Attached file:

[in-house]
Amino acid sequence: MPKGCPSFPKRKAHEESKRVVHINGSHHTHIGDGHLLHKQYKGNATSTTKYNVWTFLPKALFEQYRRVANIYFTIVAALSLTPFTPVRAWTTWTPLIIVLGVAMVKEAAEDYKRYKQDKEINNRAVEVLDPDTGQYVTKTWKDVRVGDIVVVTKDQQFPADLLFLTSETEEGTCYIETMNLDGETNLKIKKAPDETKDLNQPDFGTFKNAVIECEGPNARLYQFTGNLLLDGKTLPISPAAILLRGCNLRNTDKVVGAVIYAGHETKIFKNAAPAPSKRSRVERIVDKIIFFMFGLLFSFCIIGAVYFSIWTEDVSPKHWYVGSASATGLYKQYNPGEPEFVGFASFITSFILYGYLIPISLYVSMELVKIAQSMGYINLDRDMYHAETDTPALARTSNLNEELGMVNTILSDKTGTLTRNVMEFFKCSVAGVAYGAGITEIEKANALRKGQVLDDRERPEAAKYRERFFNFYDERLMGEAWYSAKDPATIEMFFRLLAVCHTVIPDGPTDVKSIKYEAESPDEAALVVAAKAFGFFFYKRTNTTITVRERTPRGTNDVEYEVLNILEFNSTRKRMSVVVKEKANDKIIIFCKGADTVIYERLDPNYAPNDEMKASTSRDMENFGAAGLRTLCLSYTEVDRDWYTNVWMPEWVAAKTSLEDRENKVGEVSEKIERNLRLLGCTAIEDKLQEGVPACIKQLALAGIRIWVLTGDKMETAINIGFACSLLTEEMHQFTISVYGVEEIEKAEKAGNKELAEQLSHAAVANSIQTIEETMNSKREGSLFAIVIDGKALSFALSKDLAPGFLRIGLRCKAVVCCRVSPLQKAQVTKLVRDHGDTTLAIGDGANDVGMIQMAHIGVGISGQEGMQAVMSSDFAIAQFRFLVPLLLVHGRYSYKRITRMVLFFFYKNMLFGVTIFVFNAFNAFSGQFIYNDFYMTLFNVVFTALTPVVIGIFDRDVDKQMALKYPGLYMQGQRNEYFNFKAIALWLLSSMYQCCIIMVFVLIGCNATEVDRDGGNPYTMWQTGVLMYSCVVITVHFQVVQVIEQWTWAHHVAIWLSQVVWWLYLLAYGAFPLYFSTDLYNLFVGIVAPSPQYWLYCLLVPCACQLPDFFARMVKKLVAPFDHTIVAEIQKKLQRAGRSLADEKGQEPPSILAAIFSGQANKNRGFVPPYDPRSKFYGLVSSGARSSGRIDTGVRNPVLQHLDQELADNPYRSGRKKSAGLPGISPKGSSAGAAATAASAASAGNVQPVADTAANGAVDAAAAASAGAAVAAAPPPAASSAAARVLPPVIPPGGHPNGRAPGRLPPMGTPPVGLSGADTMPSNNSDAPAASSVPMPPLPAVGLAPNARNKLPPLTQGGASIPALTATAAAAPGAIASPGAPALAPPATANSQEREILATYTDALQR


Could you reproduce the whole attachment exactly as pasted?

[in-house]
Amino acid sequence: MPKGCPSFPKRKAHEESKRVVHINGSHHTHIGDGHLLHKQYKGNATSTTKYNVWTFLPKALFEQYRRVANIYFTIVAALSLTPFTPVRAWTTWTPLIIVLGVAMVKEAAEDYKRYKQDKEINNRAVEVLDPDTGQYVTKTWKDVRVGDIVVVTKDQQFPADLLFLTSETEEGTCYIETMNLDGETNLKIKKAPDETKDLNQPDFGTFKNAVIECEGPNARLYQFTGNLLLDGKTLPISPAAILLRGCNLRNTDKVVGAVIYAGHETKIFKNAAPAPSKRSRVERIVDKIIFFMFGLLFSFCIIGAVYFSIWTEDVSPKHWYVGSASATGLYKQYNPGEPEFVGFASFITSFILYGYLIPISLYVSMELVKIAQSMGYINLDRDMYHAETDTPALARTSNLNEELGMVNTILSDKTGTLTRNVMEFFKCSVAGVAYGAGITEIEKANALRKGQVLDDRERPEAAKYRERFFNFYDERLMGEAWYSAKDPATIEMFFRLLAVCHTVIPDGPTDVKSIKYEAESPDEAALVVAAKAFGFFFYKRTNTTITVRERTPRGTNDVEYEVLNILEFNSTRKRMSVVVKEKANDKIIIFCKGADTVIYERLDPNYAPNDEMKASTSRDMENFGAAGLRTLCLSYTEVDRDWYTNVWMPEWVAAKTSLEDRENKVGEVSEKIERNLRLLGCTAIEDKLQEGVPACIKQLALAGIRIWVLTGDKMETAINIGFACSLLTEEMHQFTISVYGVEEIEKAEKAGNKELAEQLSHAAVANSIQTIEETMNSKREGSLFAIVIDGKALSFALSKDLAPGFLRIGLRCKAVVCCRVSPLQKAQVTKLVRDHGDTTLAIGDGANDVGMIQMAHIGVGISGQEGMQAVMSSDFAIAQFRFLVPLLLVHGRYSYKRITRMVLFFFYKNMLFGVTIFVFNAFNAFSGQFIYNDFYMTLFNVVFTALTPVVIGIFDRDVDKQMALKYPGLYMQGQRNEYFNFKAIALWLLSSMYQCCIIMVFVLIGCNATEVDRDGGNPYTMWQTGVLMYSCVVITVHFQVVQVIEQWTWAHHVAIWLSQVVWWLYLLAYGAFPLYFSTDLYNLFVGIVAPSPQYWLYCLLVPCACQLPDFFARMVKKLVAPFDHTIVAEIQKKLQRAGRSLADEKGQEPPSILAAIFSGQANKNRGFVPPYDPRSKFYGLVSSGARSSGRIDTGVRNPVLQHLDQELADNPYRSGRKKSAGLPGISPKGSSAGAAATAASAASAGNVQPVADTAANGAVDAAAAASAGAAVAAAPPPAASSAAARVLPPVIPPGGHPNGRAPGRLPPMGTPPVGLSGADTMPSNNSDAPAASSVPMPPLPAVGLAPNARNKLPPLTQGGASIPALTATAAAAPGAIASPGAPALAPPATANSQEREILATYTDALQR